Federal funding agency Rural Development has informed the Carroll County Public Service Authority that a conflict of interest may exist with the Fancy Gap Water and Sewer Project and will discontinue funding for the project until the matter is resolved.
In a letter sent to the Carroll PSA dated April 16, Rural Development Area Specialist Travis Jackson stated that Rural Development will not disburse any more funds for inspection services relating to the project until a satisfactory response is received from the PSA. Nehemiah Engineering President Jeremy Hendrick said after the meeting the conflict arises from his brother, Joshua Hendrick, working for the company and also serving as one of the county’s board of supervisors.
After hearing a recommendation from county attorney Jim Cornwell, the Carroll County PSA voted Wednesday night to request Commonwealth’s Attorney Nathan Lyons to investigate the matter and to issue an opinion on whether a conflict of an interest exists. In the meantime, the PSA also voted to allow PSA staff to handle inspection services on the project during the transition period until Lyons issues an opinion.
The Carroll County PSA held a special called meeting on the matter Wednesday night. After going into closed session for approximately 70 minutes, the PSA invited Jeremy Hendrick into the closed session. Both parties came out of the closed session 35 minutes later when the issue was discussed in public. At that time, Cornwell noted that Jackson had written a letter to the PSA titled “Conflict of Interest Inquiry for Inspection Services.”
In the letter, Jackson wrote that it had come to the attention of Rural Development that “there may be a conflict of interest in the administration of inspection services funded by Rural Development.” Cornwell then read a section of code titled “RUS Instruction 1780.70” from the letter that states ‘No employee or agent of the owner shall participate in the selection, award, or administration of a contract supported by Agency funds if a conflict of interest, real or apparent, would be involved.’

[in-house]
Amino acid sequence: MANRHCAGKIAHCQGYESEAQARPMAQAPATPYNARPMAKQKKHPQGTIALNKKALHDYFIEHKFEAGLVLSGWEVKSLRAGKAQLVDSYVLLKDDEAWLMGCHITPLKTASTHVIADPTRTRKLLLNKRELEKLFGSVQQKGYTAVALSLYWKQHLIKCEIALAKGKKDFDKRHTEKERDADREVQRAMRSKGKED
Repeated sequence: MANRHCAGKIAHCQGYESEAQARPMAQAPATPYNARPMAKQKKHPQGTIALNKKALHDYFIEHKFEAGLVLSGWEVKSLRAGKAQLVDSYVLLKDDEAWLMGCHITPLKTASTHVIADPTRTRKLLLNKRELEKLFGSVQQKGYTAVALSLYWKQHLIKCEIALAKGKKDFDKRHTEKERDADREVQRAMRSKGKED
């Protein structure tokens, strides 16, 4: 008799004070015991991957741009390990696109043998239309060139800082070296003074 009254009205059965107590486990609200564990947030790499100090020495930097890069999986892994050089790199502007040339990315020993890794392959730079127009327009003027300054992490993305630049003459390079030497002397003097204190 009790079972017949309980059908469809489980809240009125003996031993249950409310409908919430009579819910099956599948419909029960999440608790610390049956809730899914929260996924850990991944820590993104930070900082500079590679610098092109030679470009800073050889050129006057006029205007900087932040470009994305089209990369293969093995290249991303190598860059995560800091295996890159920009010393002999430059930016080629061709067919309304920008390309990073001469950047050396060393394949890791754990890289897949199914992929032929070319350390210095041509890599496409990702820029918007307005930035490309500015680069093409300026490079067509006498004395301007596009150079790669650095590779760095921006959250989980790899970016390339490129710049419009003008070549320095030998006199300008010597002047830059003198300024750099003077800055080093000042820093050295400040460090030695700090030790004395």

“Any conflict of interest as described in 1780.70 must immediately desist. Rural Development funds shall not be used or disbursed to fund any contract where there is a conflict of interest, ‘real or apparent,’” Jackson writes in the letter. “Rural Development will not disburse any funds for inspection services until a satisfactory response has been received from the Public Service Authority. Please provide a response within seven days of the receipt of this letter as to whether the PSA has determined that there is a conflict of interest and what action will be taken to correct the situation, if there is a conflict of interest.”
After reading the letter, Cornwell recommended the PSA request Carroll County Commonwealth’s Attorney Nathan Lyons investigate the issue relating to the possible conflict of interest matters involving inspection services. He added that he would recommend that during the investigation that inspection services be transitioned to the PSA staff.
“And once the issue is resolved you can request the inspection service provider be put back on the job,” Cornwell said. “We’ve talked to the inspection service provider and he is ready, willing and able to cooperate fully because he believes there is no conflict of interest.”
At that time, PSA member David Hutchins made a motion for the Authority to request Lyons to perform the investigation and to provide the information back to the PSA so it could forward his findings to Rural Development. His motion also included for the inspection services to be provided by the county during the time of transition. Authority Member Sam Dickson seconded the motion, which passed unanimously.
After the meeting, Jeremy Hendrick said Nehemiah Engineering hoped for a quick resolution to the issue and that the company would work with the PSA on the transition until the Commonwealth’s Attorney makes a decision. Hendrick said he felt confident there would be no finding of a conflict of interest because he said the company consulted with several attorneys about the matter prior to Joshua Hendrick’s election to the board of supervisors in November of last year.
“I can tell you we talked with several attorneys prior to November, prior to Josh being in the election. This contract was put in place before the new board ever took effect. So it wasn’t a conflict because of that,” Jeremy Hendrick said. “Josh had already made the decision not to serve on the PSA board before we were ever awarded this contract. When he won the primary (in May of 2011) he had already determined if he won the November election he was not going to serve on the PSA just because he feels there is a checks and balances by having someone on that board other than himself. And so of course when his contract came up he consulted attorneys and they told us there was no conflict. So now we will just have to wait on a ruling from the Commonwealth’s Attorney.”
Hendrick said Nehemiah Engineering would work with the Commonwealth’s Attorney on the matter, adding that the company hopes for a quick decision.
“We just hope it is not a long process,” he said. “We will work with PSA staff on the transition but hopefully we will have a ruling very quick to where that isn’t much of a transition.”